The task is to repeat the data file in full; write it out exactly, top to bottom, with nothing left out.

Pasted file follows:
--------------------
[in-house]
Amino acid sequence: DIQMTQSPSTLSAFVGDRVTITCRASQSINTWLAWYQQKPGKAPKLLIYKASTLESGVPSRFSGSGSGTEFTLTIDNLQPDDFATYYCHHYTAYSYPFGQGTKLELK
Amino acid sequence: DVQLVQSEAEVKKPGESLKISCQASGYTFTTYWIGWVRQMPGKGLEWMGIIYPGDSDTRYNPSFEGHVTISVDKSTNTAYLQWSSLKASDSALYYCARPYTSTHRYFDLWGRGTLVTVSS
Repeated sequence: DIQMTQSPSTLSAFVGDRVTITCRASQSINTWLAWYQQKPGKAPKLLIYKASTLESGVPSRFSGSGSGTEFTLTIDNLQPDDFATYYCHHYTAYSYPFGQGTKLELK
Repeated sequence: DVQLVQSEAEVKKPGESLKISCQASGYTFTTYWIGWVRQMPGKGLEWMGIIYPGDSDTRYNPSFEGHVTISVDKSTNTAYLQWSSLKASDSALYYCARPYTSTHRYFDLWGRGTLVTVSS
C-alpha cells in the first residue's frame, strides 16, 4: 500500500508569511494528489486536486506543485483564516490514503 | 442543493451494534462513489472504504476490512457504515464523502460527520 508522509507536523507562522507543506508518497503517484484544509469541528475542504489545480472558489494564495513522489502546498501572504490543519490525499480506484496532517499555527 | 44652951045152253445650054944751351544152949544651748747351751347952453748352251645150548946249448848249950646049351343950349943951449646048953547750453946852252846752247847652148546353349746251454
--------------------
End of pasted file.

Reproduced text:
[in-house]
Amino acid sequence: DIQMTQSPSTLSAFVGDRVTITCRASQSINTWLAWYQQKPGKAPKLLIYKASTLESGVPSRFSGSGSGTEFTLTIDNLQPDDFATYYCHHYTAYSYPFGQGTKLELK
Amino acid sequence: DVQLVQSEAEVKKPGESLKISCQASGYTFTTYWIGWVRQMPGKGLEWMGIIYPGDSDTRYNPSFEGHVTISVDKSTNTAYLQWSSLKASDSALYYCARPYTSTHRYFDLWGRGTLVTVSS
Repeated sequence: DIQMTQSPSTLSAFVGDRVTITCRASQSINTWLAWYQQKPGKAPKLLIYKASTLESGVPSRFSGSGSGTEFTLTIDNLQPDDFATYYCHHYTAYSYPFGQGTKLELK
Repeated sequence: DVQLVQSEAEVKKPGESLKISCQASGYTFTTYWIGWVRQMPGKGLEWMGIIYPGDSDTRYNPSFEGHVTISVDKSTNTAYLQWSSLKASDSALYYCARPYTSTHRYFDLWGRGTLVTVSS
C-alpha cells in the first residue's frame, strides 16, 4: 500500500508569511494528489486536486506543485483564516490514503 | 442543493451494534462513489472504504476490512457504515464523502460527520 508522509507536523507562522507543506508518497503517484484544509469541528475542504489545480472558489494564495513522489502546498501572504490543519490525499480506484496532517499555527 | 44652951045152253445650054944751351544152949544651748747351751347952453748352251645150548946249448848249950646049351343950349943951449646048953547750453946852252846752247847652148546353349746251454